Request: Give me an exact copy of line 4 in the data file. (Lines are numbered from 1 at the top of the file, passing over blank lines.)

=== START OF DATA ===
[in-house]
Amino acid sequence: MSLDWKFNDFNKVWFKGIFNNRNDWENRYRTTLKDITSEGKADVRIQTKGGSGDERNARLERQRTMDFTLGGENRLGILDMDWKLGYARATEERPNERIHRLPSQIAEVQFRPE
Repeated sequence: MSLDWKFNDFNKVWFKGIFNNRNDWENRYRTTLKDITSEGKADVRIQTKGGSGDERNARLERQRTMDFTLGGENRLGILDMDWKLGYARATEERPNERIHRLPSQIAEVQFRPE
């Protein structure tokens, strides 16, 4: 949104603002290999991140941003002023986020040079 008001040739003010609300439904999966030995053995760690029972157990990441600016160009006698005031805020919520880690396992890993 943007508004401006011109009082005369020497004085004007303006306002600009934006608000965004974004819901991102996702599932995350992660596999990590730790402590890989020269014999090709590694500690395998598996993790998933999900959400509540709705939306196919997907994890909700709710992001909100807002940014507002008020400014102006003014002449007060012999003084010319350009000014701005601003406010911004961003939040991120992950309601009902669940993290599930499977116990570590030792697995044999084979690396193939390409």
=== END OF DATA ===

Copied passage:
């Protein structure tokens, strides 16, 4: 949104603002290999991140941003002023986020040079 008001040739003010609300439904999966030995053995760690029972157990990441600016160009006698005031805020919520880690396992890993 943007508004401006011109009082005369020497004085004007303006306002600009934006608000965004974004819901991102996702599932995350992660596999990590730790402590890989020269014999090709590694500690395998598996993790998933999900959400509540709705939306196919997907994890909700709710992001909100807002940014507002008020400014102006003014002449007060012999003084010319350009000014701005601003406010911004961003939040991120992950309601009902669940993290599930499977116990570590030792697995044999084979690396193939390409």